[6] H. Sirherr -Anwendungender Schwingungsspektroskopieinder anorganischen Chemie. Springer, Heidelberg 1966.
Assignment
V
.~ .
AI
[ I ] E. Wiberg and E . Ainbrryrr. Hydrides of the Elements of Main
Groups I---IV. Elsevier, London 1971
[2] M . L. D e l w u u l l ~ J~., Phys. Chem. 56, 355 (1952).
[4] I' F . Mironol-, L. N . Kalinino, t;. M . Bvrliner, and 77 K . Cur, Zh.
Obshch. Khim. 40, 2597 (1970).
By Friedrich Hofler and Ernst Brandstatred']
+ HX &
Received: July 30. 1973 [Z X96 IE]
German version: Angew. Chem. KS, 870 (1973)
[3] P. ?ilu:rro//r.s and C . M a i w o l , Bull Soc. Chim. Fr. 1967. 251 I .
Triiodogerrnane[**]
GeXl
vGeH and GHGeI are slightly dependent on concentration,
being S-Scmhigher for very dilute solutions
In thereaction ofstoichiometric amounts of HI with GeBrz
or a GeBr4/Ge12 mixture there are formed, besides HGe13,
the trihalides HGeBr12 and HGeBrJ, which also cannot
be isolated but can be recognized from their main frequencies in the Raman spectrum (220 vs,p and 239 cm- V S , ~ ) .
If we let aside those reactions, formally similar but different
in kind, in which complex formation at the oxygen atom by
a Lewis acid is the first step, as with triphenylmethyl an[*] Prof. Dr. G Kobrich and Dip].-Chem. A. Baumann
lnstitut fur Organische Chemie der Tcchnischen L'niversitiit
3 Hannover, Schneiderberg I B (Germany)
This work was supported hy the Dcutsche Forschungsgemeinschaft
and the Fonds der Chemischcn Industrie.
[**I
2-butenyl structure. The preponderating product from the
isomeric 4-phenoxy-2-butene in T H F is the unrearranged
product, but in hexane (in presence of 1 mol of tetramethylethylenediamine) it is mainly the unrearranged, sterically
ions in presence of triphenyl-borane or -aluminum[3a1and
very probably with Grignard reagents'3b1,then nucleophilic
ether fission has been observed only with o x i r a n e ~ [and
~~]
o x e t a n e ~ l ~which
~ ] , contain strained rings, and moreover
Table 1 . Conditions and products of the reaction of 1.1-diphenylhexyllithium (DPHLi) with ethers [6, 71
Ether
Ether:
DPHLi
Reaction conditions [b]
Products and relative yields [d]
Oxtrane
I:I
At 0 C instantaneous in T H F
Oxetanc
Tctrahydrofurdn ( T H F )
!:I
[a1
17 h at room temp. in T H P
120 h at room temp.
and 22 h at 7 0 T
DPH--CH2-CHr-OH
(70"4)
+ DPH-H (307;)
DI'H-CH?
( ' I ] ? - - C H > OH ( l O O " 4 )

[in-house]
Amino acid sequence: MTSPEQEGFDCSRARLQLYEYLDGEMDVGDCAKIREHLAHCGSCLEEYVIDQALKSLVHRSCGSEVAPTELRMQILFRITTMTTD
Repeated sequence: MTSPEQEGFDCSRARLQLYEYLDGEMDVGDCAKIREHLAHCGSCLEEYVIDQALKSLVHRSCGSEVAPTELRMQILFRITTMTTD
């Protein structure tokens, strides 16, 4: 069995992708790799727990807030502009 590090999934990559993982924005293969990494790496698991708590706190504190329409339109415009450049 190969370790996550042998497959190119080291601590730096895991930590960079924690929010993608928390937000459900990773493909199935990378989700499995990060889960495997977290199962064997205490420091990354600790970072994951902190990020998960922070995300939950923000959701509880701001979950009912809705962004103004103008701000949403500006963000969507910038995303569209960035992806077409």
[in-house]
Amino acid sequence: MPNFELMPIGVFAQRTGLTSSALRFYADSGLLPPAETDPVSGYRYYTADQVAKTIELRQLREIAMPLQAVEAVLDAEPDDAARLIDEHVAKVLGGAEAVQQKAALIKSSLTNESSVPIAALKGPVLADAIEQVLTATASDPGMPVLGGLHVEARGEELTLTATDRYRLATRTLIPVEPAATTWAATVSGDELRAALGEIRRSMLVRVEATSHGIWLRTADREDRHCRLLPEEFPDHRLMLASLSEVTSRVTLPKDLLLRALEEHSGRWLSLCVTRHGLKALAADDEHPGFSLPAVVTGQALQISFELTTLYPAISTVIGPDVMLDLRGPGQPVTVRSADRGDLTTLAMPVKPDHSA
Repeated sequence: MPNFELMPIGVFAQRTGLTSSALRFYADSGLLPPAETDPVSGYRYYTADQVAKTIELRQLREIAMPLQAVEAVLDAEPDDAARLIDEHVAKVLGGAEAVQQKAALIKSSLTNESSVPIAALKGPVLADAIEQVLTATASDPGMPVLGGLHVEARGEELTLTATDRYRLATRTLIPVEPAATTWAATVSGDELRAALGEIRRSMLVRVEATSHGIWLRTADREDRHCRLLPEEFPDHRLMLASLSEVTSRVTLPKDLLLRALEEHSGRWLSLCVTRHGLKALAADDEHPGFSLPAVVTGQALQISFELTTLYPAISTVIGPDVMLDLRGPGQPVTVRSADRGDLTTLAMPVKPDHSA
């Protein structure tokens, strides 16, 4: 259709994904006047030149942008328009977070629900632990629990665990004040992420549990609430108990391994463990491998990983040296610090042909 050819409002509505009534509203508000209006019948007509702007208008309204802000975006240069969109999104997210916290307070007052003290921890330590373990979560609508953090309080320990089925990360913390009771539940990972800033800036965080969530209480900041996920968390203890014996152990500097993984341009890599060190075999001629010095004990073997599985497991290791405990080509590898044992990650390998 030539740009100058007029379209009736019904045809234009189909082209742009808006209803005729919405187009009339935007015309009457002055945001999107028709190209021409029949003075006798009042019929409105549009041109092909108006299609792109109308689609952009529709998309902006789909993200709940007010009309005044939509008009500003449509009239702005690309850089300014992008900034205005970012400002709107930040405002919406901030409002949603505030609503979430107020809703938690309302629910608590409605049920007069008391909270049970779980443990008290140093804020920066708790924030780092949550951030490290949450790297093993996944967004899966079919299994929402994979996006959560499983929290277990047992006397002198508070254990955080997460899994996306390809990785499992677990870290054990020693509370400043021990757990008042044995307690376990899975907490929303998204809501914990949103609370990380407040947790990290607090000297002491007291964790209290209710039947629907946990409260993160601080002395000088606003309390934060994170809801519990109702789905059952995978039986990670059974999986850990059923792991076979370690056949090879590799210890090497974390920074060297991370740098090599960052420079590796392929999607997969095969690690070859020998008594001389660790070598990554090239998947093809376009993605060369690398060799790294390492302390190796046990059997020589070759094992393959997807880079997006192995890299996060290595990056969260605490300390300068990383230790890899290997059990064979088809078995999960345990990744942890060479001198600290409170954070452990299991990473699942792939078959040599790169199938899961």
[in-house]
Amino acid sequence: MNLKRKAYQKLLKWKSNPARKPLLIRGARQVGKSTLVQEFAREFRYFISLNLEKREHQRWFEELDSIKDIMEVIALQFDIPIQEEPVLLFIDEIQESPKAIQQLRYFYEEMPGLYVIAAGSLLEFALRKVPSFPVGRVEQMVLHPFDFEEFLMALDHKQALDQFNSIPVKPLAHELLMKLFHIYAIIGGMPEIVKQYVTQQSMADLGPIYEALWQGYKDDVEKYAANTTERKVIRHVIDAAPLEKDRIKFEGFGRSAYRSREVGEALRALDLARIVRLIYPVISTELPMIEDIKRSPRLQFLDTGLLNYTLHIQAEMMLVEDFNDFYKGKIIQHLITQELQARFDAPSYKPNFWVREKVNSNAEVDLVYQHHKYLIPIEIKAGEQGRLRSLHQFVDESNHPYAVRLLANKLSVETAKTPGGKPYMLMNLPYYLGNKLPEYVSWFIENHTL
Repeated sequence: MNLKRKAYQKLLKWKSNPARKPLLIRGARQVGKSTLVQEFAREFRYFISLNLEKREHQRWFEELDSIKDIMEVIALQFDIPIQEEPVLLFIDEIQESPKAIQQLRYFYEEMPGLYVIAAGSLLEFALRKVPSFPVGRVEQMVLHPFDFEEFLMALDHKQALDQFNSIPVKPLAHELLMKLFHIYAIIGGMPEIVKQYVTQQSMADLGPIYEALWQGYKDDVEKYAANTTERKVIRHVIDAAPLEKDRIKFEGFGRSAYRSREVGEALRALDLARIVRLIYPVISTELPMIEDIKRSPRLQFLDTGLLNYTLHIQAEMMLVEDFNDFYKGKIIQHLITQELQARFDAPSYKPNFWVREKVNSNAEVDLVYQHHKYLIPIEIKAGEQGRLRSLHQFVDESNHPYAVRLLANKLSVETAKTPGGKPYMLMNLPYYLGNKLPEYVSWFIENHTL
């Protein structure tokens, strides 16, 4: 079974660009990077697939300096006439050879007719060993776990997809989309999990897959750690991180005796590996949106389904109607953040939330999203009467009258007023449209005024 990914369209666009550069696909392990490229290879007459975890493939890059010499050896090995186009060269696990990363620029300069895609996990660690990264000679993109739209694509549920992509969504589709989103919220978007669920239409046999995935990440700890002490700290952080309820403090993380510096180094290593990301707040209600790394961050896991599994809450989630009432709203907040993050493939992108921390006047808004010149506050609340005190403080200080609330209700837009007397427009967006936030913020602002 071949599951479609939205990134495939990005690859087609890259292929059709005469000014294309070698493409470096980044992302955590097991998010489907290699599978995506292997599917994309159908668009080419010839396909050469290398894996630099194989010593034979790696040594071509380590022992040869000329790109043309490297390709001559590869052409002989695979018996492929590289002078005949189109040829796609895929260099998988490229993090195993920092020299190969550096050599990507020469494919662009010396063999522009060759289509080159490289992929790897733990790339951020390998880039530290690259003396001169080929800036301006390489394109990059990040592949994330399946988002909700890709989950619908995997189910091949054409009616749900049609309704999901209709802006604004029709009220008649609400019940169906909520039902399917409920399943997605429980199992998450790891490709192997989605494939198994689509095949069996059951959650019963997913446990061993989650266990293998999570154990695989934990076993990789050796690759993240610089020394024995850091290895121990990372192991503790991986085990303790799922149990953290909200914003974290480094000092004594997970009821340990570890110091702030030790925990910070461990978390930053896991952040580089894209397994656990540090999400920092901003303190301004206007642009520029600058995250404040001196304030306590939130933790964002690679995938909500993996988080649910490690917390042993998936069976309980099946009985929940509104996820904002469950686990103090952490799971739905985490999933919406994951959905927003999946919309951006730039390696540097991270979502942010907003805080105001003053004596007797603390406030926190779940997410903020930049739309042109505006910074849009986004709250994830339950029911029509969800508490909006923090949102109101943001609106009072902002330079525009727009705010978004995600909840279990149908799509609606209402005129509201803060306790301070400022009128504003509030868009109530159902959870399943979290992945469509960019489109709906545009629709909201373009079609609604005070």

DPH -CH ,-CH ,-CH ,-CH ,-OH (84 %)
+ DPH-H (16",,)
Tetrahydropjran ( T H P )
[a1
96 h at room temp and 22 h at 70-C
[conversion 16 ""1
DPH-H
H ,C=CH-0-C,H,-n
2: I
H,C=CH-0-C,H,-iso
2: 1
[a1
1:1
72 h at
10h at
72 h at
IOh at
18h at
22 h at
1: 1
1 S h at room temp. In T H F
I:l
48 h at room temp. in hexane [c]
D P H - C H z C H , (95%)
+ DPH-H ( 5 % )
DPH-CH=CH,
(920/,)
+ DPH-H (87,)
DPH-CH3(90g;)+
DPH-H ( < l o % )
DPH-CH=CH-C,H,
( t r a n s 78%,, C I S 147,)
+DPH-CH3(5%J+DPH-H(3%)
DPH-CH ,-CHzCH-CH,
(94 %)
DPH-CH(CH,)-CHyCH,
(673
DPH-CH,-CH=CH-CH,
(9%)
DPH-CH(CH,)-CH=CH,
(91 %)
D PH -CH -C H =C H -C H (100 "<!)
DPH-CHI-CH=CH-CH
(1OO<)
a ) Cyclic ethers
(16",,)
b) Acyclic ethers
O--C'H.3
H-0-CH
('t,H-
C',, H s--C'H-C
C',,H5--O-CH?
3
-CH=CH--C'H,
room
70 C
room
70 C
room
room
temp and
in T H P
temp. and
in T H P
temp
temp. i n (C,H,),O
3 h at room temp. in T H F
36 h at room temp. In hexane [c]
[a]
[b]
[c]
[d]
+
+
,
,
The cthcr studied served as solvent.
Thc DPHLi was completely consumed, unless stated otherwise.
In presence of I equivalent of tetramethylethylenediaminc
Rctcl-red to DPHLi; about S0-90;,; thereof was isolated.
only occasionally with tetrahydrofuran (THF) (with
R,SiLi'5"l or triphenylrnethyllithi~m[~~~).
As organometallic reagent we used 1 ,I-diphenylhexyllithium (DPHLi)l"l, which smoothly splits not only cyclic
ethers but also alkyl phenyl, allyl and vinyl ethers (Table
I). In all these cases nucleophilic predominates over protophilic fission. as is made evident by the poor yields of
1,l-diphenylhexane (DPH-H) which is the protonation
product of DPHLi. Product analyses permit the following
generalizations :
1. With cyclic ethers the ease of reaction increases with decreasing ring size, corresponding to increasing ring strain.